Reviewing Your Estate Plan

Many people believe that estate planning is a one-time event and that after creating a trust or drafting a will, a testator’s work is done. In reality, testators are urged to monitor their wills and trusts regularly to ensure that they reflect any changes in the testator’s circumstances. If you live in Illinois and are either considering creating a will or have already planned your estate and want to make any changes, it is important to speak with an experienced wills and trusts attorney who can ensure that your will or trust reflects your wishes and complies with state law.

Major Life Events

Although there are a number of reasons that a person may want to review his or her will, one of the most common motivators is the occurrence of a major life event. For instance, a testator who drafted a will when he or she was married, but has since divorced, remarried, and had additional children will probably want to reconsider how his or her assets are distributed. Alternatively, a person may begin working with a charity after creating an initial will and decide that he or she wants to leave some assets to the organization, which would also require an amendment. Other common events justifying the review of an estate plan include:

  • The births of children, grandchildren, nieces or nephews, or the children of friends;
  • The adoption of a child or grandchild;
  • Children reaching the age of majority;
  • Starting a new business;
  • A change in tax laws;
  • Relocation;
  • The creation of new pension plans or insurance policies;
  • A change in circumstances of an executor, guardian, or trustee;
  • The remarriage of the testator, a child, grandchild, or other relative;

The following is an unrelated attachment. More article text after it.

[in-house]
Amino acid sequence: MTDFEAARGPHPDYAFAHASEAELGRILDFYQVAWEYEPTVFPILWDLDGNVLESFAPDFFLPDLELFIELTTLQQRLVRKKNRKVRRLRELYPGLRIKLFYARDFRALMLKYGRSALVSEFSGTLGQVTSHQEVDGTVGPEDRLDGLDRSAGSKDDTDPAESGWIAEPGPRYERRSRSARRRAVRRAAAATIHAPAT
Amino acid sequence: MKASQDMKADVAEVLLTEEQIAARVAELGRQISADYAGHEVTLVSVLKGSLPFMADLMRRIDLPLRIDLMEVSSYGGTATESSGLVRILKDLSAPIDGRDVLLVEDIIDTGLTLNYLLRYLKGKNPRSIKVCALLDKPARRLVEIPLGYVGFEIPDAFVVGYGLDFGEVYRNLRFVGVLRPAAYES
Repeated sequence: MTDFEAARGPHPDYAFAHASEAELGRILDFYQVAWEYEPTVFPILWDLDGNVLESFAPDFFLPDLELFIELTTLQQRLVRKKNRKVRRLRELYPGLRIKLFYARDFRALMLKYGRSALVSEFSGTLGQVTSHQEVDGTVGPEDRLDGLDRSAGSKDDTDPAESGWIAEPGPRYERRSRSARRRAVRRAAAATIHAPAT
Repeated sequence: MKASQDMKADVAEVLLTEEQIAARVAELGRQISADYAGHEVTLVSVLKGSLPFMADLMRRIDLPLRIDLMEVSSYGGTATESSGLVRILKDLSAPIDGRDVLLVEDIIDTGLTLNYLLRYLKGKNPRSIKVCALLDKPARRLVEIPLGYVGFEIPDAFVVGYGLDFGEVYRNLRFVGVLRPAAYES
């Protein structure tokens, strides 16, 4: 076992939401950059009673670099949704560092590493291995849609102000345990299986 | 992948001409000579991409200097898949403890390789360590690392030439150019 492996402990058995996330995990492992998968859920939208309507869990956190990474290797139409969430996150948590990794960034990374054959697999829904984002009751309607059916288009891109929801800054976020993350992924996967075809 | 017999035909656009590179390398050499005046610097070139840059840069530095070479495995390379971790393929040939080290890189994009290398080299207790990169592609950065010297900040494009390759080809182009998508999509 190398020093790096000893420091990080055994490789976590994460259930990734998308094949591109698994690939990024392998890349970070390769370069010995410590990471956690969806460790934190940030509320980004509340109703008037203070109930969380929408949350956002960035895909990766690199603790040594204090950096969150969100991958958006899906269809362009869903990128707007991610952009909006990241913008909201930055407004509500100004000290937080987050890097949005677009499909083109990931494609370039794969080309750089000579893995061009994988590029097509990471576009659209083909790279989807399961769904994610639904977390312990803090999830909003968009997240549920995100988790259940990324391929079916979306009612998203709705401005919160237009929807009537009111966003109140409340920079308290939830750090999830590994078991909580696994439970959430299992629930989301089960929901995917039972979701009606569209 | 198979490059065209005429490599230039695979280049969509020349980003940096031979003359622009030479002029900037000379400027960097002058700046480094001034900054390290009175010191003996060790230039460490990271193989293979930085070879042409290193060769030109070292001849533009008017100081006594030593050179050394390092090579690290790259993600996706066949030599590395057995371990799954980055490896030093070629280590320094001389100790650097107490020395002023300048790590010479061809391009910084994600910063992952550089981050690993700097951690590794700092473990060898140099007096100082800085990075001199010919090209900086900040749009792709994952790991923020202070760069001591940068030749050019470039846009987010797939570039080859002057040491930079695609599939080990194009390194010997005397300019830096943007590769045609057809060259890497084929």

• The death of a beneficiary; and
  • Changed financial circumstances.

Making Alterations

Upon review, a testator may decide that it is appropriate to change the terms of his or her estate plan. This could include:

  • Changing the name of the executor;
  • Naming a guardian to care for a child in the event of the death of the testator and his or her spouse;
  • Redistributing property to account for the births or deaths of beneficiaries;
  • Naming a new trustee of a revocable trust; and
  • Removing assets and property that have since been sold, lost, or given away.

Even if no major changes have occurred, testators are still urged to regularly review their estate plans, even on a yearly basis if necessary. In fact, many testators choose to review their wills towards the end of the fiscal year when they are beginning the process of planning their taxes.

Contact an Experienced Wills and Trusts Attorney

Estate planning is an ongoing process, so if you have undergone a recent major life change or have not reviewed your will or trust in over a year and live in Evanston, Glencoe, Glenview, Highland Park, or Northbrook, please contact Orlowsky & Wilson, Ltd. Attorneys at Law today to schedule a case evaluation with an experienced wills and trusts attorney who can help you ensure that your estate will be distributed in accordance with your wishes.

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